“Patient” is used to indicate the organism to be treated (including but not limited to human, non-human animal, any other suitable organism, etc.)

Returning now to the embodiment of FIG. 1, information 15 may be as varied as desired, as is further described below. In preferred embodiments, information 15 contains the name of the medicine (which may be scientific, generic or manufacturer specific,) the dosage embodied in the pill, lot number, serial number, and manufacturer name, printed on pill 10 in coded form. Embodiments may provide pill specific information, which is defined herein as the name of the medicine, size and/or dosage of the medicine.

The coded form used in the embodiment of FIG. 1 is bar coding. Thus, the information is readable by a bar code reader. The bar coding scheme of preferred embodiments may use predetermined coding, e.g., a numerical designation assigned to a manufacturer, a numerical designation for the name of the medicine, etc.

Information present on pills may vary as desired in various embodiments. For example, generic and/or specific information may be used. An example of generic information is information that is of interest to or about more than one specific patient, such as manufacturer name, scientific names and/or formulas, etc. An example of patient specific information is information that is of interest to or about a specific patient such as physician information, information about medical conditions, etc.

Information may be generic as well as patient specific, that is, could be present in a generic form and/or be modified to be in a patient specific form. Examples of information that may be either or both generic and patient specific are: use and/or instructional information, such as dosages, known interactions, limits, etc.; scheduling information, etc.

Information may be used as well that is already present on a pill. For example, weight, color, shape, or other suitable indicia may be used in combination with added information.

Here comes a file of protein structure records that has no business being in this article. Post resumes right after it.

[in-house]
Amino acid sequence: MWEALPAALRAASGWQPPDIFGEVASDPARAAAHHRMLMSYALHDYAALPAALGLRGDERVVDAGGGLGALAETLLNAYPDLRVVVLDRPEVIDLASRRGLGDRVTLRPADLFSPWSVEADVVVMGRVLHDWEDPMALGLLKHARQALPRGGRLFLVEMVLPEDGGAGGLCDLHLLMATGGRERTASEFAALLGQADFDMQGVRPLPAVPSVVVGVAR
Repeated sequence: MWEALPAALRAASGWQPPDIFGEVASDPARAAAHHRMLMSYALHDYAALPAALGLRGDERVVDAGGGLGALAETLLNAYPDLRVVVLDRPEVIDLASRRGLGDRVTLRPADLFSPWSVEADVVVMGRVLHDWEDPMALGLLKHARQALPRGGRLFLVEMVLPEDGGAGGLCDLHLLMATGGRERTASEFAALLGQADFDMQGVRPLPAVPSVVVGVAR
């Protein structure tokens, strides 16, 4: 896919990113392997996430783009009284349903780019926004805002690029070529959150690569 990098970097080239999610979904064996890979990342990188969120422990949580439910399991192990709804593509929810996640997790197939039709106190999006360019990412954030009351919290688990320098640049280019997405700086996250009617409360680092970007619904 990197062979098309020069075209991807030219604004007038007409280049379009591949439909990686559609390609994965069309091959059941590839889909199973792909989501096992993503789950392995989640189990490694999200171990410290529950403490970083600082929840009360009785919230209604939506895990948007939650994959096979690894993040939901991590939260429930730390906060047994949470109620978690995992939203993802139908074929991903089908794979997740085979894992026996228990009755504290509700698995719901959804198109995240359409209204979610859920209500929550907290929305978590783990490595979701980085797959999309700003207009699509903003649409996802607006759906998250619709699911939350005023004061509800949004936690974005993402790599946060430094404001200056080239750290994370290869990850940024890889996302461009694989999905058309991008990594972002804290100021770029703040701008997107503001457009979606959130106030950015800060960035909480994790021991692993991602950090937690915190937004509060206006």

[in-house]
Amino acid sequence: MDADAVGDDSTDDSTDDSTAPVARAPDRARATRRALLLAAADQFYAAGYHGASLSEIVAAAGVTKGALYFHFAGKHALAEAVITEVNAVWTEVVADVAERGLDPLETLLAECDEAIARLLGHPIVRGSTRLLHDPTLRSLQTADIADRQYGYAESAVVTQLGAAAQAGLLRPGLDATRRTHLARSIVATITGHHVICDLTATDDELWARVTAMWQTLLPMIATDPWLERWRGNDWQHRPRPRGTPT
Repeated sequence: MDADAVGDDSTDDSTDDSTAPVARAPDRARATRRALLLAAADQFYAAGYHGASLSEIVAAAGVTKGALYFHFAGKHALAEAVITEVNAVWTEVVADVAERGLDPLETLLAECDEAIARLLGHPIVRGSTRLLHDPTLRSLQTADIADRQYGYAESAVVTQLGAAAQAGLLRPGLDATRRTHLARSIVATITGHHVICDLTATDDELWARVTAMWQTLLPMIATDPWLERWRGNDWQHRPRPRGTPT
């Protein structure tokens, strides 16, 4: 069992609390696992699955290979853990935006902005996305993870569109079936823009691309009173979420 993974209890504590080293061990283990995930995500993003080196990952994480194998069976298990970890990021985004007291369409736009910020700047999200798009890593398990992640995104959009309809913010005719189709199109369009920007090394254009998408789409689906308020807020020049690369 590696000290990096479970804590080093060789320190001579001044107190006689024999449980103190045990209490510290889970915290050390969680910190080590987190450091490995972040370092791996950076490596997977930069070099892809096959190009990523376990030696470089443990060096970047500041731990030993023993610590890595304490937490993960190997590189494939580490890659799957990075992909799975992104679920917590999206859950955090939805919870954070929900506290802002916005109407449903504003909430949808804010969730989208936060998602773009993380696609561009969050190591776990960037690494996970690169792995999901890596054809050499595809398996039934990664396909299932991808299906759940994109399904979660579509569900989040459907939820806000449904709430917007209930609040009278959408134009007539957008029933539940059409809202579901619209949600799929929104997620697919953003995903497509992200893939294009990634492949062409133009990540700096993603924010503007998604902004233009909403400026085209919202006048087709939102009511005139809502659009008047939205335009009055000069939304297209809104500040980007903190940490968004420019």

Returning to FIG. 1, in the embodiment therein, information 15 is printed on pill 10 in any suitable ink, e.g., edible soy inks, etc. In other embodiments, engraving, or any other suitable means, may be used as desired to mark a pill with desired information. For example, laser or other suitable means; masking means; ion deposit means; light wave or other electromagnetic reflection and/or refraction means which may include surface modification means; or any other suitable means. More than one marking mechanism may be used as well, as is further described below.

Marking means do not have to be exclusively external, but may also be any suitable internal means, such as doping with appropriate inert substances that suitably reflect electromagnetic waves. Internal and external means may be combined as well as desired. So, for example, an internal generic type of identification may be inserted when the medicine is formulated, and when refined into pill form, an external, patient specific type of information may be applied.

Information in various embodiments may be machine readable, or both user and machine readable. For example, bar coding techniques may be used in a machine readable embodiment, to provide appropriate information. As another example, certain information may be present in machine readable form and other information present in user readable form on the same pill.

A reader for information may be any suitable mechanism. A reader may be provided to any number of entities as desired, e.g., manufacturer, dispenser, patient, etc. Of course, one or more entities may use a reader, and some may use a reader and writer in order to both read and/or write and/or modify pill information.

It should be noted that information may also be present on a package for a pill, in addition to information on the pill. For example, rice paper wrapping or other suitable disposable and/or edible packaging may be marked.

Generally, a suitable marking mechanism is provided that will adequately convey the information to be desired. For example, generic information may be fairly simple, and so a first marking mechanism adequate to convey simple information may be used, such as a one dimensional bar code. Such information can then be used to dispense the pills in generic fashion, such as when they are sent to a pharmacy. Patient specific information may be more complicated, and so a second marking mechanism may be used, such as a two dimensional bar code or a pill wrapping.